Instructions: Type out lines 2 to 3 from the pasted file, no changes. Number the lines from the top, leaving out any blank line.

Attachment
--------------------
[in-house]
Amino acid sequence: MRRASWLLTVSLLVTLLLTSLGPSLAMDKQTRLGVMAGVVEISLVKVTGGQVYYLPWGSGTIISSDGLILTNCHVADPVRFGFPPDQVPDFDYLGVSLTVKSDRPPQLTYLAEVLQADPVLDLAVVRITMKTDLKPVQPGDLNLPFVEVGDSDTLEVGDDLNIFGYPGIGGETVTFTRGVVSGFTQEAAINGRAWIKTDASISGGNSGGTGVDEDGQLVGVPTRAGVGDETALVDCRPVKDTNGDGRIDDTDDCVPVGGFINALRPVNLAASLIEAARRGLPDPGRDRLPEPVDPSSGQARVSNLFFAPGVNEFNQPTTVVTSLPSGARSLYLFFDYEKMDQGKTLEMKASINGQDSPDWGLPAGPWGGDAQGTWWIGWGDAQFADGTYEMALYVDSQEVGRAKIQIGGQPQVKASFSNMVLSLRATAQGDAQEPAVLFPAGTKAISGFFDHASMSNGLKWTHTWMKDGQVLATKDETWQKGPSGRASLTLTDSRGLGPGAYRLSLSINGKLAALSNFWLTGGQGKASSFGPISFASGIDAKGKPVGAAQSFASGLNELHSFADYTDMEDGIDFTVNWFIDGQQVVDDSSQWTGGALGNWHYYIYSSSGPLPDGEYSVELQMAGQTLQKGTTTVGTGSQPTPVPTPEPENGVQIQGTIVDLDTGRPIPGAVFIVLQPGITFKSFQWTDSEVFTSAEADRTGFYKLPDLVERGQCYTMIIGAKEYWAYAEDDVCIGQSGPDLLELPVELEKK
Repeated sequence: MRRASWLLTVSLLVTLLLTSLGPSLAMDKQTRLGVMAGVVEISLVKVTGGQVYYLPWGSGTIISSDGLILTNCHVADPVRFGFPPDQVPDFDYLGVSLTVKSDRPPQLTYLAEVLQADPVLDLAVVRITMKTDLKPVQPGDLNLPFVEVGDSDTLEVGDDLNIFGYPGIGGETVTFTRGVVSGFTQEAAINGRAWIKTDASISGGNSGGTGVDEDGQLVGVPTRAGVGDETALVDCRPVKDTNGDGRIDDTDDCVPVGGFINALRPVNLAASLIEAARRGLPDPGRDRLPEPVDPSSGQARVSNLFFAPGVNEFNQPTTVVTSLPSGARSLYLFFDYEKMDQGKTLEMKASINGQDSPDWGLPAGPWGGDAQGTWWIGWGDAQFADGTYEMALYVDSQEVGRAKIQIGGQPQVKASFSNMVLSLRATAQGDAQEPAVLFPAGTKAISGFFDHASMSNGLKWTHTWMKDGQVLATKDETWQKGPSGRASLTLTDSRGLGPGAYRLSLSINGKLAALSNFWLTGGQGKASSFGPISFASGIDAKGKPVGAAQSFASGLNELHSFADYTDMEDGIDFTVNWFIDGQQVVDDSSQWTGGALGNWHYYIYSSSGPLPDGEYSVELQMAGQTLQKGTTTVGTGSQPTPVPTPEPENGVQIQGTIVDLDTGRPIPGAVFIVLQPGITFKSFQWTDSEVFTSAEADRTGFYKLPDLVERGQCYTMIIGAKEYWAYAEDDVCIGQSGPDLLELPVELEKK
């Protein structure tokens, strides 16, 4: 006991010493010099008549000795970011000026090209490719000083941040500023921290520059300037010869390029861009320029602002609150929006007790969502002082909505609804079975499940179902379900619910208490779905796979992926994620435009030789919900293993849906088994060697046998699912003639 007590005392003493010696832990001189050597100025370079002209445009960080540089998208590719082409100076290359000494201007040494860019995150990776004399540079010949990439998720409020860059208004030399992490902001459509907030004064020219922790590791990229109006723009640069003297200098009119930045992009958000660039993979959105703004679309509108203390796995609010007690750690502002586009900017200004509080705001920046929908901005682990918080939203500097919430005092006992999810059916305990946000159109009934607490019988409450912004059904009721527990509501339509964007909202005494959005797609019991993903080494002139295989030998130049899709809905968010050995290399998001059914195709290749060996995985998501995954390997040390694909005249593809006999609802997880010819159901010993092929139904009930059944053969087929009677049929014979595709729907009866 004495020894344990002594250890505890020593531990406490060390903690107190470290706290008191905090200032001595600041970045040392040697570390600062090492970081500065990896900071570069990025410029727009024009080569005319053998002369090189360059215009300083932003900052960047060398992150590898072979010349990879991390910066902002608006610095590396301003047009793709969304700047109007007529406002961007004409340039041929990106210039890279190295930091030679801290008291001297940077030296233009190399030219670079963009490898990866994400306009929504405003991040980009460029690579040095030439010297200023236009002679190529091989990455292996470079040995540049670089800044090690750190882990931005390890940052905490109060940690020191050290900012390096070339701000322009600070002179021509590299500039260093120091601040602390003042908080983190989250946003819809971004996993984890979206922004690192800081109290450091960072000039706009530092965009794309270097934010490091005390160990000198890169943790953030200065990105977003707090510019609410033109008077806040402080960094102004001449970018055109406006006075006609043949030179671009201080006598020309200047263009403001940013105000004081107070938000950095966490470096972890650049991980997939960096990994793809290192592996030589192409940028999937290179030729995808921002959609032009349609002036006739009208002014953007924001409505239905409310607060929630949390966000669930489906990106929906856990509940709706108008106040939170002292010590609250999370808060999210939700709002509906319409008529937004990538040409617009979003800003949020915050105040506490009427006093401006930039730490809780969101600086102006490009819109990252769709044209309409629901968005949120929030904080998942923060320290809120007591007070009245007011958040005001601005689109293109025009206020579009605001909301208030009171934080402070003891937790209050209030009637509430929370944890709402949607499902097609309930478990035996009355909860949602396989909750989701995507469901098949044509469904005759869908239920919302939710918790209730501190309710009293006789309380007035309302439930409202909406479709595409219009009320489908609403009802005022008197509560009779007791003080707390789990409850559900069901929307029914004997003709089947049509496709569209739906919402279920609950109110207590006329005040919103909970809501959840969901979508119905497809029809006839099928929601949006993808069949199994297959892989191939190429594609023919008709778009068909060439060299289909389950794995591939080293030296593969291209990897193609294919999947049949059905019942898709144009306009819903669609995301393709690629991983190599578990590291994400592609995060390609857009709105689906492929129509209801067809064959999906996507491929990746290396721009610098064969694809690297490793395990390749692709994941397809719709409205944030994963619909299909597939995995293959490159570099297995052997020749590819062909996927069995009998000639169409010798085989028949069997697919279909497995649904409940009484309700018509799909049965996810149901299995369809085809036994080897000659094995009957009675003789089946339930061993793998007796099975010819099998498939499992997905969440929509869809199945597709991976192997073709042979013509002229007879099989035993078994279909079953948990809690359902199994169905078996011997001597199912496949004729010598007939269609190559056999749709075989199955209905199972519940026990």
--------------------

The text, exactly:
Amino acid sequence: MRRASWLLTVSLLVTLLLTSLGPSLAMDKQTRLGVMAGVVEISLVKVTGGQVYYLPWGSGTIISSDGLILTNCHVADPVRFGFPPDQVPDFDYLGVSLTVKSDRPPQLTYLAEVLQADPVLDLAVVRITMKTDLKPVQPGDLNLPFVEVGDSDTLEVGDDLNIFGYPGIGGETVTFTRGVVSGFTQEAAINGRAWIKTDASISGGNSGGTGVDEDGQLVGVPTRAGVGDETALVDCRPVKDTNGDGRIDDTDDCVPVGGFINALRPVNLAASLIEAARRGLPDPGRDRLPEPVDPSSGQARVSNLFFAPGVNEFNQPTTVVTSLPSGARSLYLFFDYEKMDQGKTLEMKASINGQDSPDWGLPAGPWGGDAQGTWWIGWGDAQFADGTYEMALYVDSQEVGRAKIQIGGQPQVKASFSNMVLSLRATAQGDAQEPAVLFPAGTKAISGFFDHASMSNGLKWTHTWMKDGQVLATKDETWQKGPSGRASLTLTDSRGLGPGAYRLSLSINGKLAALSNFWLTGGQGKASSFGPISFASGIDAKGKPVGAAQSFASGLNELHSFADYTDMEDGIDFTVNWFIDGQQVVDDSSQWTGGALGNWHYYIYSSSGPLPDGEYSVELQMAGQTLQKGTTTVGTGSQPTPVPTPEPENGVQIQGTIVDLDTGRPIPGAVFIVLQPGITFKSFQWTDSEVFTSAEADRTGFYKLPDLVERGQCYTMIIGAKEYWAYAEDDVCIGQSGPDLLELPVELEKK
Repeated sequence: MRRASWLLTVSLLVTLLLTSLGPSLAMDKQTRLGVMAGVVEISLVKVTGGQVYYLPWGSGTIISSDGLILTNCHVADPVRFGFPPDQVPDFDYLGVSLTVKSDRPPQLTYLAEVLQADPVLDLAVVRITMKTDLKPVQPGDLNLPFVEVGDSDTLEVGDDLNIFGYPGIGGETVTFTRGVVSGFTQEAAINGRAWIKTDASISGGNSGGTGVDEDGQLVGVPTRAGVGDETALVDCRPVKDTNGDGRIDDTDDCVPVGGFINALRPVNLAASLIEAARRGLPDPGRDRLPEPVDPSSGQARVSNLFFAPGVNEFNQPTTVVTSLPSGARSLYLFFDYEKMDQGKTLEMKASINGQDSPDWGLPAGPWGGDAQGTWWIGWGDAQFADGTYEMALYVDSQEVGRAKIQIGGQPQVKASFSNMVLSLRATAQGDAQEPAVLFPAGTKAISGFFDHASMSNGLKWTHTWMKDGQVLATKDETWQKGPSGRASLTLTDSRGLGPGAYRLSLSINGKLAALSNFWLTGGQGKASSFGPISFASGIDAKGKPVGAAQSFASGLNELHSFADYTDMEDGIDFTVNWFIDGQQVVDDSSQWTGGALGNWHYYIYSSSGPLPDGEYSVELQMAGQTLQKGTTTVGTGSQPTPVPTPEPENGVQIQGTIVDLDTGRPIPGAVFIVLQPGITFKSFQWTDSEVFTSAEADRTGFYKLPDLVERGQCYTMIIGAKEYWAYAEDDVCIGQSGPDLLELPVELEKK